FOXBOROUGH — The injuries kept coming, one by one, a seemingly never-ending stream of maladies for safety Josh Barrett.
He had two shoulder dislocations at Arizona State. Another shoulder problem got him waived by the Broncos in 2010. And, after a promising start to last season with the Patriots, a calf strain put him on season-ending injured reserve.
But as difficult as it may sound to move beyond the injuries, to forget the ailments of the past while still pushing yourself through brutal training camp sessions, Barrett is trying.
“I’m just thankful and grateful and very blessed to be in a position to even be out here playing right now,” Barrett said. “So I’ve got that mentality, just working hard each day.
“It’s feeling good. I’m going out there. I’m doing everything I can to maintain it feeling that way.”
It’s a feeling Barrett has felt little of throughout his NFL career. After being drafted in the seventh round by Denver in 2008, he had 32 tackles in 20 games over two seasons. Through much of 2009, his shoulder bothered him, and the injury flared up enough during the 2010 preseason that coach Josh McDaniels, now New England’s offensive coordinator, announced an imminent move to the injured reserve.
The Patriots pulled something similar to what they did this offseason with ex-Giants tight end Jake Ballard. While Denver waited on Barrett to pass through waivers before placing him on IR, New England snatched him up.
He saw action in five games last season, including four starts, and had 12 tackles. But he missed three games with hamstring and thumb injuries, losing his starting spot to James Ihedigbo in the process. Barrett left the Week 9 24-20 loss to the Giants in the fourth quarter, and was shelved for the season shortly thereafter.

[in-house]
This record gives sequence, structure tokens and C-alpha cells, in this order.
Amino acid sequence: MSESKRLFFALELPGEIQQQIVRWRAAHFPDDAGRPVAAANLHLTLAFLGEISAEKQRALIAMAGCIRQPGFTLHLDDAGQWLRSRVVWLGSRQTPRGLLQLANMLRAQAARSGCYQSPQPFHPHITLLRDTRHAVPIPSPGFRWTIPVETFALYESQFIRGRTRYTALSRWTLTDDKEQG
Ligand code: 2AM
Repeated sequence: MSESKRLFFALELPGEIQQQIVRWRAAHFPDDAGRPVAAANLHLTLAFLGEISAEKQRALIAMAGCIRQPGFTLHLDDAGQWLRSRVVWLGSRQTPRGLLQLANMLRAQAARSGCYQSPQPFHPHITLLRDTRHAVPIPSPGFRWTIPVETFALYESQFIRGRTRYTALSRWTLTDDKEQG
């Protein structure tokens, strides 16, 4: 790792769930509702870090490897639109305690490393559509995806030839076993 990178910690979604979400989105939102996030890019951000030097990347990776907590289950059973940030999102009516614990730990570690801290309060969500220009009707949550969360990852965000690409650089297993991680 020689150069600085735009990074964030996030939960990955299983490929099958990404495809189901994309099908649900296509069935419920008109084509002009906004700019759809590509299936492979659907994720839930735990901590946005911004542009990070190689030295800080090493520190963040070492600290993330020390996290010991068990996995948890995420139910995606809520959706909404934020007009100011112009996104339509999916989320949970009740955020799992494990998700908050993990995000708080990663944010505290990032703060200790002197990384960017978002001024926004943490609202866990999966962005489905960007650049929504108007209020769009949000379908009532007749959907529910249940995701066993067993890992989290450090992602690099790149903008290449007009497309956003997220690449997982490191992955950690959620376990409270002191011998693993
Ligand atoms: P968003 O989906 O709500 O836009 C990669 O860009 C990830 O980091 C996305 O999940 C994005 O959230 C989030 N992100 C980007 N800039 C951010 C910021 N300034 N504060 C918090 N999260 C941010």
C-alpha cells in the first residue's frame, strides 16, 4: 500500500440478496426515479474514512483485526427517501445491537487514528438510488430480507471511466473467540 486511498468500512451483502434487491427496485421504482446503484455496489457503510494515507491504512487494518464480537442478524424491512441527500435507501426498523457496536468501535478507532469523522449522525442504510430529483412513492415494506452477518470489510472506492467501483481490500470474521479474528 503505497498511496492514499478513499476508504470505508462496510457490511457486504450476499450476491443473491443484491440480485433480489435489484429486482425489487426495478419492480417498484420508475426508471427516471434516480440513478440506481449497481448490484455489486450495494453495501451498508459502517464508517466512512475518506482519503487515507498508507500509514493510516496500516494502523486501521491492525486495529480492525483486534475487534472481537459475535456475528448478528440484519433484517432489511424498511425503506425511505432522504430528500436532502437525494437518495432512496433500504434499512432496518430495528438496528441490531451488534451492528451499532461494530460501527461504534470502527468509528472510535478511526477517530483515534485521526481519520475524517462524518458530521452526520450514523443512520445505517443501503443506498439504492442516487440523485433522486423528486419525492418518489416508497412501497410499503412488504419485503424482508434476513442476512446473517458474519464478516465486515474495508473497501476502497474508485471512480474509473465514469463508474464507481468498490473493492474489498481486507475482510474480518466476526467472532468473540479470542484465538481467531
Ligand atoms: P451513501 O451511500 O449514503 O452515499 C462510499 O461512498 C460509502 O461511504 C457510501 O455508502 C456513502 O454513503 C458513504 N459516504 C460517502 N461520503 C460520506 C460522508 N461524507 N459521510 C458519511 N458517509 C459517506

“That’s your job, to be in shape,” Barrett said. “You take pride in that, you have to make sure you maintain a peak physical condition. Whenever you’re injured, you want to get back onto the field as soon as possible. Really, just having that mentality to get better as soon as you can.”
The Patriots have eight safeties on the roster: Barrett, Ihedigbo, Patrick Chung, Sergio Brown, Nate Ebner, Steve Gregory, Ross Ventrone, and Tavon Wilson. Will Allen also played safety during offseason practices, and could slot in at free safety.
Chung, Gregory, and Wilson are virtual locks to make the team, which likely leaves Ihedigbo and Barrett to battle for the fourth spot. Both have received special teams work in the early going at training camp, and the competition suits Barrett just fine.
“Yeah, ton of it,” Barrett said. “Everywhere we go. It’s a competitive camp, but that’s how it should be, and I’m looking forward to it. Everyone thrives off it at this stage in the game. You know what you daily requirements are.
“We’ve got so many guys, and Pat’s a big part of that, the leadership guys on this team, guys you can really rally behind and see how they work, see how they go about it each day, and how they make the team what it is.”
As the de facto leader of a unit that lost Brandon Meriweather entering last season and ranked last in pass defense at the end of it, Chung spoke after Tuesday’s practice about the need for collaboration among the DBs.
When asked about the most important thing he has worked to improve on this offseason, Chung said teaching.
“Being a coach on the field,” he said. “They give us the information, and we’ve got to execute. It’s good to have a couple guys out there who can think like coaches, direct traffic, let everyone else be on the same page.”
“We’ve got a couple smart guys. We’re all in the same room, we’re learning the same things. We help each other in the film room, so when we come out here on the field, the communication is still the same. We’re working constantly, regardless of whether it’s out here or sitting in chairs.”
Barrett did more than enough sitting in past seasons. Now is the time to work.